I was about ten or so on one Memorial Day when I spent a lot of time getting my Schwinn Racer ready for the big parade. It was a perfect day; the sky was a sparkling spring blue and all the floats, cars, and fire trucks were gleaming in the sun as the parade organized on Indiana Avenue in front of the Memorial Hall. The high school band in their yellow and black uniforms marched in precision as the major led off with a Sousa tune, and as the parade slowly made its way down the avenue we could see the crowds along the sidewalks waiting and waving. As we waited our turn we wheeled our bikes in circles, just like the Shriners in their little go-karts, and finally we got the signal that it was time for the kids to roll. There was an organized rush to lead off, and then we were slowly pedaling down the street, waving to everybody outside the library, the Chevy dealership, even the people lined up on the roof of the pizza parlor. I looked for my dad shooting movies with the 8mm camera, but didn’t see him. Oh, well, it didn’t matter; we were supposed to meet at the home of friends who were hosting a post-parade picnic in their backyard. Their house was at the end of the parade route, so that was the perfect place to pull out of the parade and have the first of many Faygo Redpops that summer.
But for some reason I stayed with the parade, on down West Front, and then up West Boundary and past the gates of Fort Meigs Cemetery. The floats and the fire trucks were gone, but what was left of the parade — the color guard and the veterans — went through the gates and along the path. There was no music now, just a solemn drumbeat keeping a steady muffled tapping. The color guard turned at a small stone memorial, and then past it to a gravesite where a family was gathered; a mother in a black dress, a father in a grey suit, and a teenage son and daughter, looking somber and out of place. The grave was still fresh, the dirt mounded over, the headstone a simple marker with a flag. A minister spoke some words, and then the color guard snapped to attention. A volley of rifle fire, then Taps, and then a tall young soldier in dress blues handed a folded flag to the mother, who murmured her thanks and tried to smile.
I suddenly realized that I felt out of place there with my gaudily-patriotic bike and my red-white-and-blue striped shirt. No one noticed me, though, and when the people started to slowly move away from the gravesite and back to the entrance, I followed along until I was able to ride slowly back to our friends’ house, park my bike with all the others, and find my parents, who probably hadn’t even noticed that I was not there with all the other kids running around and playing on the lawn.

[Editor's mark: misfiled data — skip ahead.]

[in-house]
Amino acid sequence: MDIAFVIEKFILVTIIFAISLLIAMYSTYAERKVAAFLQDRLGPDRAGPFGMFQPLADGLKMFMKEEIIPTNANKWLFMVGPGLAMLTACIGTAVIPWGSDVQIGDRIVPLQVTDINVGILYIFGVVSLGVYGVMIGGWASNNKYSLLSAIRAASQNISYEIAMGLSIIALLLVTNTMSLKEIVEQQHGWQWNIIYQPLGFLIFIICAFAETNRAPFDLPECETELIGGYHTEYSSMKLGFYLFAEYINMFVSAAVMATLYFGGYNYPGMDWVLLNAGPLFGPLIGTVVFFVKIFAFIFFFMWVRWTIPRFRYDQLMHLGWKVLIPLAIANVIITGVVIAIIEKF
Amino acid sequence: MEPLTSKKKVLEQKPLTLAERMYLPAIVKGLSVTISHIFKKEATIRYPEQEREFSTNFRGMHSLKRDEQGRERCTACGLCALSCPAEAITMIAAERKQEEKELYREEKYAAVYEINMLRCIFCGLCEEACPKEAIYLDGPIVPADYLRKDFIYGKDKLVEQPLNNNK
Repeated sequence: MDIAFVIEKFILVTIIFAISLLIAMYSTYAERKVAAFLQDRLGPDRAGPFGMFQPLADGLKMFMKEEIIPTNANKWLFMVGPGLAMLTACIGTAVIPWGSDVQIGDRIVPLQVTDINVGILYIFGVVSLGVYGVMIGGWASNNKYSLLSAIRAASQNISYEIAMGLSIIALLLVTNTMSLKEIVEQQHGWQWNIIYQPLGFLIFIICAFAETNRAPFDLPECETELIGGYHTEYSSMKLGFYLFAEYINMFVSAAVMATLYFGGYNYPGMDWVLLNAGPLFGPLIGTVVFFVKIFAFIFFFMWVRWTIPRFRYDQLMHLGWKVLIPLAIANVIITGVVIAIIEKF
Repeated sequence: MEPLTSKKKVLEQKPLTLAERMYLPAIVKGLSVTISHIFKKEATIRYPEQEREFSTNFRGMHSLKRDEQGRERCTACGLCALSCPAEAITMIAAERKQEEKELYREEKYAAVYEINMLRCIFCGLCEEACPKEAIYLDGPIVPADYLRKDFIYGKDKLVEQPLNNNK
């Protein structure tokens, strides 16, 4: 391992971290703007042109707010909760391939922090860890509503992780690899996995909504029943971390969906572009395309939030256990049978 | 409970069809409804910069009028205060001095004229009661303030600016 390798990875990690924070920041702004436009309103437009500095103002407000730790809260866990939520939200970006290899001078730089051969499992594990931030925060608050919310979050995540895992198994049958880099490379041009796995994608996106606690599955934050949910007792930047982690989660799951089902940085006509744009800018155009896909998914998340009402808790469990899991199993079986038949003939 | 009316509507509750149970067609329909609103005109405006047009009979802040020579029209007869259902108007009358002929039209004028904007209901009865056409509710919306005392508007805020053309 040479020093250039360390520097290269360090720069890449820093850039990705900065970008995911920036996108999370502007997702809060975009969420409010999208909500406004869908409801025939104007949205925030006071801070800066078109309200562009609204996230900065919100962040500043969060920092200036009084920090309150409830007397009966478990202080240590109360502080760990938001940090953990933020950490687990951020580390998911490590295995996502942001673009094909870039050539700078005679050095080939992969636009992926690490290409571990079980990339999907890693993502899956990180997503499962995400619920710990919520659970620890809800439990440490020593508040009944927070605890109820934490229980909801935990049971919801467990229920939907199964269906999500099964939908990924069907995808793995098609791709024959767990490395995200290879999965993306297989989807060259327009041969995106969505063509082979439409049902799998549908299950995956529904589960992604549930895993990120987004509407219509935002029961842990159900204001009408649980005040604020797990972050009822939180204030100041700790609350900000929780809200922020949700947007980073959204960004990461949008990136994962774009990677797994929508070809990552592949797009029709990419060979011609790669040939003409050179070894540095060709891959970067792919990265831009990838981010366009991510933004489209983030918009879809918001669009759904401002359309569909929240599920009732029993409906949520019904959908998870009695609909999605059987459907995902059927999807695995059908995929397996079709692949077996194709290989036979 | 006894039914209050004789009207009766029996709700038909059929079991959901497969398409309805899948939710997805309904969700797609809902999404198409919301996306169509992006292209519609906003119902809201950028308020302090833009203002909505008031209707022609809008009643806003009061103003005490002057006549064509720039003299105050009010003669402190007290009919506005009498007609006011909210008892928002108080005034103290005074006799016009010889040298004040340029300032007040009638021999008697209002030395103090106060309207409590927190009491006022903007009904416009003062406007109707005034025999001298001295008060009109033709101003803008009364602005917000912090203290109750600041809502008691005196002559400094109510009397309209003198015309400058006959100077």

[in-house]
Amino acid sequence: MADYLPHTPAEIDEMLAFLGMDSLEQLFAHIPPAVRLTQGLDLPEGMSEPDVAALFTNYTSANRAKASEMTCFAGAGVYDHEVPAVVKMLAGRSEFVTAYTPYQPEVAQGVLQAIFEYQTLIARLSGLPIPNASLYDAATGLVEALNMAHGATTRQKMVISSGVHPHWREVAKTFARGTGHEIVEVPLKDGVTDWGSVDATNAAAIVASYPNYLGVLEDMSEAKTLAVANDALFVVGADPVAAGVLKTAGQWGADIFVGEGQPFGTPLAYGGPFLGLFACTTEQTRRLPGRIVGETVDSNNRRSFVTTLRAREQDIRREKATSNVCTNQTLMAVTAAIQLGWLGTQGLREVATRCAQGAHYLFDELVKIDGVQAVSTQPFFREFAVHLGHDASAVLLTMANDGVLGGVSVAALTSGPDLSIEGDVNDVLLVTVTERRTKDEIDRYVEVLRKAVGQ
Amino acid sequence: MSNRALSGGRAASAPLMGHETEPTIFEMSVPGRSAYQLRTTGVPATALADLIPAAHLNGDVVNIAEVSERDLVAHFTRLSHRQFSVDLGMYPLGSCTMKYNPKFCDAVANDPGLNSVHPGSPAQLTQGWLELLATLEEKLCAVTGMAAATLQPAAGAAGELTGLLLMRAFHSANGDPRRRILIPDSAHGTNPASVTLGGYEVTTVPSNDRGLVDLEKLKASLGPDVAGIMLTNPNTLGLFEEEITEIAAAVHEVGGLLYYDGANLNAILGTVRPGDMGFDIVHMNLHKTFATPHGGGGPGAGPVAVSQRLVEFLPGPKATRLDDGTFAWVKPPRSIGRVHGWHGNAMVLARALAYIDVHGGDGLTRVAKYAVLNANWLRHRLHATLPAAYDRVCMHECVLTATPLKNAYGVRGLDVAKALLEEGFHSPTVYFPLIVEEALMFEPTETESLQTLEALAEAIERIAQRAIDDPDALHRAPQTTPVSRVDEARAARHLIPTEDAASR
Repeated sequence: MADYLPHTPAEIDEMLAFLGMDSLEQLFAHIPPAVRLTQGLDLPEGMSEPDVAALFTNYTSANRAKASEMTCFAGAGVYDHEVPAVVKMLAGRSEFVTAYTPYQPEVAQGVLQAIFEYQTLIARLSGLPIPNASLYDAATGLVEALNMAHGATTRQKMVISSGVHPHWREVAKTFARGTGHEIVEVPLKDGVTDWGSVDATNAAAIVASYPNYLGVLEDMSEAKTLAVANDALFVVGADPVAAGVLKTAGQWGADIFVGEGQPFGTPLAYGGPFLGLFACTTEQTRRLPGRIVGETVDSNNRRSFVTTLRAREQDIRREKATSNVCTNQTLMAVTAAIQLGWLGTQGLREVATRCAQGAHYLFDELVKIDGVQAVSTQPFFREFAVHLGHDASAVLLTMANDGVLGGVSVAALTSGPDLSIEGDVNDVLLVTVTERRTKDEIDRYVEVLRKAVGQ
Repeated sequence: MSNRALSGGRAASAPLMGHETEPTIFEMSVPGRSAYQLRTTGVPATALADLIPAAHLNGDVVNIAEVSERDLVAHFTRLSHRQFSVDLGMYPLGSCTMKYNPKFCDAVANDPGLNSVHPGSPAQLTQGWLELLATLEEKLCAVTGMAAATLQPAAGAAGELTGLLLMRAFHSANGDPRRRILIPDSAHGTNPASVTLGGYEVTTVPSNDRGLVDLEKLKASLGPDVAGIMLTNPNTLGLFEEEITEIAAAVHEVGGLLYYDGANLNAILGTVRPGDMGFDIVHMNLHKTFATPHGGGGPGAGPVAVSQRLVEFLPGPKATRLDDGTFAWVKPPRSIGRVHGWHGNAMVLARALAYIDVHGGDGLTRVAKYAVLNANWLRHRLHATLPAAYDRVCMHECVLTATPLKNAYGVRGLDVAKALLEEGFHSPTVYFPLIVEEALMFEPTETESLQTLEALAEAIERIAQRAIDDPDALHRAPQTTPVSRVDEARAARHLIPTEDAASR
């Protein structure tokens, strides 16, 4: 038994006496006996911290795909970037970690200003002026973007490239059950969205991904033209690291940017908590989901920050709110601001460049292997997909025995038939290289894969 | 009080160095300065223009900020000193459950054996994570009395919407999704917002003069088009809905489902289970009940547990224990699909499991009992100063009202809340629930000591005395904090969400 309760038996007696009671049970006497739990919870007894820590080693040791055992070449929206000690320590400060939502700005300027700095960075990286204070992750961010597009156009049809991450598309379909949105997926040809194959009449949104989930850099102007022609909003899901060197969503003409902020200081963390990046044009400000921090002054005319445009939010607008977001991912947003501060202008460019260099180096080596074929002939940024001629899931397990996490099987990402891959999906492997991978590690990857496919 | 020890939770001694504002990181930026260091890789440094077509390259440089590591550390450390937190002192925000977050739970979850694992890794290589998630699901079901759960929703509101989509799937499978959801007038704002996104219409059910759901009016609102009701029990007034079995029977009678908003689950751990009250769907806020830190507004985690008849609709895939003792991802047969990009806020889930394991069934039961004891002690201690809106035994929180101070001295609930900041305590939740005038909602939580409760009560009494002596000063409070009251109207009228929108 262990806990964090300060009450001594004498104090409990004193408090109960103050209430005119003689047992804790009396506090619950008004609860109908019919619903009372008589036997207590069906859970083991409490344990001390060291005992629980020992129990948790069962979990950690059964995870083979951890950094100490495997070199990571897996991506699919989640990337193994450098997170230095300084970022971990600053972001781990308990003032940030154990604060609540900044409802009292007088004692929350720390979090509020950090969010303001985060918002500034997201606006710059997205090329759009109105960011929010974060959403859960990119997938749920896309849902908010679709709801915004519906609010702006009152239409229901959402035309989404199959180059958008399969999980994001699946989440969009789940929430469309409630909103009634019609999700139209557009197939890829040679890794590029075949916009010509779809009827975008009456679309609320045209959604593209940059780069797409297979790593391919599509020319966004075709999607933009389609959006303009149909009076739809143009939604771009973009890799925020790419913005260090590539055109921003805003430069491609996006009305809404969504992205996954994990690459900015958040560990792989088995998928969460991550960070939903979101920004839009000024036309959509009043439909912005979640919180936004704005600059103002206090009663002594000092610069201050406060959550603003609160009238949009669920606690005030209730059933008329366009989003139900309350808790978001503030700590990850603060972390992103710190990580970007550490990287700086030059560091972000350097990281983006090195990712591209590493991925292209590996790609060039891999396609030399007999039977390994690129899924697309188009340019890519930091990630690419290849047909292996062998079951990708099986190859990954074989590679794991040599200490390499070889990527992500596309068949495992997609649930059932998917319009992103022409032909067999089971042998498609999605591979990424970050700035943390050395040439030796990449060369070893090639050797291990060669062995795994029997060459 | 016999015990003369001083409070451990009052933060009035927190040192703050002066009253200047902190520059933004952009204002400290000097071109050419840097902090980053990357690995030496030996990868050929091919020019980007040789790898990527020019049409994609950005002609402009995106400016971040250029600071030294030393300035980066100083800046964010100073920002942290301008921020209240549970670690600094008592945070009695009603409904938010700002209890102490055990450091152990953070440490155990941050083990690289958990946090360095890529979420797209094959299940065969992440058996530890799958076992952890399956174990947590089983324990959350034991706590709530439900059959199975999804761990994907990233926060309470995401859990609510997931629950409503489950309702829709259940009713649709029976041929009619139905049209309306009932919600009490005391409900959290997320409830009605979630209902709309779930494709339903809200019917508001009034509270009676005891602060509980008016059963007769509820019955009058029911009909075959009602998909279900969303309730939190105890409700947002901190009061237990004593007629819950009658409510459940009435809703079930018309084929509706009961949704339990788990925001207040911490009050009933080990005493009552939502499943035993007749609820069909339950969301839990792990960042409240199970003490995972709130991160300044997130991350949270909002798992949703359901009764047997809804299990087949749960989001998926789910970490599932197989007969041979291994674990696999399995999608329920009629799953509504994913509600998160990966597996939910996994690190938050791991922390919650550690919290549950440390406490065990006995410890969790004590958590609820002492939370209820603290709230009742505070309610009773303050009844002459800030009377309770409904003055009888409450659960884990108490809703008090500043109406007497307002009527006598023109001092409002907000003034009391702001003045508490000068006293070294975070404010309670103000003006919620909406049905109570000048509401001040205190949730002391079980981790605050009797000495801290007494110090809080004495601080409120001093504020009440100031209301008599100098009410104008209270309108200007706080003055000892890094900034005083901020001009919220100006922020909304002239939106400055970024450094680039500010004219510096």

Photo by Mark Wilson/Getty Images.
This post originally appeared on May 25, 2009.
Cinco de Mayo commemorates the the victory of the Mexican Army over the French in the Battle of Puebla in 1862. It’s a big deal in Mexico and in parts of this country with a large Mexican population, like California, Arizona, Texas, and New Mexico (where I had some of the best chile rellenos with enough green chile to take the top of your head off), although it meant more to some than others. I had a guy I worked with who was of Mexican descent who actually asked me, “Hey, when is Cinco de Mayo?” (We always suspected that he was a burrito shy of a full combo platter anyway.)
Here in South Florida, outside of Homestead with its large Mexican population (and some of the best food in the state), it’s not a big deal other than party time and a double margarita, the same way this multiethnic community deals with other national holidays like St. Patrick’s Day; we don’t really know why we celebrate it (as if defeating the French in a battle was like a huge military victory in the first place), but any excuse to eat and drink is good enough, so why fight it?
Pass the salsa.
I think it’s a little odd to say “Happy Passover.” I’m not sure that’s what you say when you’re commemorating being thrown out of one country to spend forty years wandering in the desert, but since the Jews who gained their freedom from the Egyptians and got out of bondage didn’t know what lay ahead of them, it is a good enough reason to celebrate.
At any rate, I have fond memories of participating in many a Seder back in my college days. Passover didn’t always fall during Spring Break so I was alone during Holy Week, and I was counted on by my friend Rich’s mom to come spend the evening with them. I learned the songs, the Four Questions, and even won a round or two of Hide the Matzo. (Maybe they said to themselves, “Oy; let the Quaker win for once.”)
Although I belong to a faith that doesn’t celebrate holidays — for Quakers, every day is a holiday — I enjoyed being part of the the family, learning the traditions and especially discovering the food. One of my Jewish friends who got this close to becoming a rabbi has a saying about being Jewish and having a big meal; it’s part of their heritage and their constant struggle against their enemies: “They tried to kill us. We won. Let’s eat.”
Save me a helping of haroset, please.
If you’re Irish and it means something to you, then best wishes on St. Patrick’s Day. Here in America it’s another excuse to party, drink way too much, and contribute more to the stereotypes that the Irish all sound like Barry Fitzgerald (“Faith ‘n’ begorah, Father O’Malley!”).
According to my sources, St. Patrick’s Day is a much bigger deal here than it is in Ireland, and they treat it the same way we do when the French go nuts over Jerry Lewis; it’s an inexplicable cultural phenomenon more than the celebration of a saint. But if it’s all fun and games and no one gets hurt, hey, have fun.
March 1 is St. David’s (Dewi Sant) Day, the patron saint of Wales (“Cymru”). Notable people of Welsh descent include Richard Burton, poet Dylan Thomas, and me on one side of the family.
The title is a literal translation of “Long live Wales!” courtesy of an on-line English to Welsh translation service.
Here’s the national anthem, and a phonetic version of the lyrics so you can sing along:
My hen laid a haddock on top of a tree